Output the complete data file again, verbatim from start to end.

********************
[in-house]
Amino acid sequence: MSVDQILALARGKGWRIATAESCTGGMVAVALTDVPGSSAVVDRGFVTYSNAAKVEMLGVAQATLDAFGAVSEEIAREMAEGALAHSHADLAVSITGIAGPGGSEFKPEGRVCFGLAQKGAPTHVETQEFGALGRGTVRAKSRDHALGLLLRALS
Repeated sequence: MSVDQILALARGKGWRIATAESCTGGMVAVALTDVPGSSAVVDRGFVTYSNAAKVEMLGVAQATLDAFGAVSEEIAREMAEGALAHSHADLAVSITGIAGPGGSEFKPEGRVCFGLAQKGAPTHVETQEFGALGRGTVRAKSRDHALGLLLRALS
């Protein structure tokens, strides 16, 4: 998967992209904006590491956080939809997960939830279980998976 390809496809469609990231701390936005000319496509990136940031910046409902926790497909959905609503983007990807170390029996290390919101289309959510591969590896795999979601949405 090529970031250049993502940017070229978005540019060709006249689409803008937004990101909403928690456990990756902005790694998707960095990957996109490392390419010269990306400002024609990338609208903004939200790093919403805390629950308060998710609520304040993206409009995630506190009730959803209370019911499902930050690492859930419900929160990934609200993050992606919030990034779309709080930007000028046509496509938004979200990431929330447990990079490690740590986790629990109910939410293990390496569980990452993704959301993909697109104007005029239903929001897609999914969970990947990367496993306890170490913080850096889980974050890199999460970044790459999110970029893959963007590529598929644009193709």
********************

[in-house]
Amino acid sequence: MSVDQILALARGKGWRIATAESCTGGMVAVALTDVPGSSAVVDRGFVTYSNAAKVEMLGVAQATLDAFGAVSEEIAREMAEGALAHSHADLAVSITGIAGPGGSEFKPEGRVCFGLAQKGAPTHVETQEFGALGRGTVRAKSRDHALGLLLRALS
Repeated sequence: MSVDQILALARGKGWRIATAESCTGGMVAVALTDVPGSSAVVDRGFVTYSNAAKVEMLGVAQATLDAFGAVSEEIAREMAEGALAHSHADLAVSITGIAGPGGSEFKPEGRVCFGLAQKGAPTHVETQEFGALGRGTVRAKSRDHALGLLLRALS
């Protein structure tokens, strides 16, 4: 998967992209904006590491956080939809997960939830279980998976 390809496809469609990231701390936005000319496509990136940031910046409902926790497909959905609503983007990807170390029996290390919101289309959510591969590896795999979601949405 090529970031250049993502940017070229978005540019060709006249689409803008937004990101909403928690456990990756902005790694998707960095990957996109490392390419010269990306400002024609990338609208903004939200790093919403805390629950308060998710609520304040993206409009995630506190009730959803209370019911499902930050690492859930419900929160990934609200993050992606919030990034779309709080930007000028046509496509938004979200990431929330447990990079490690740590986790629990109910939410293990390496569980990452993704959301993909697109104007005029239903929001897609999914969970990947990367496993306890170490913080850096889980974050890199999460970044790459999110970029893959963007590529598929644009193709």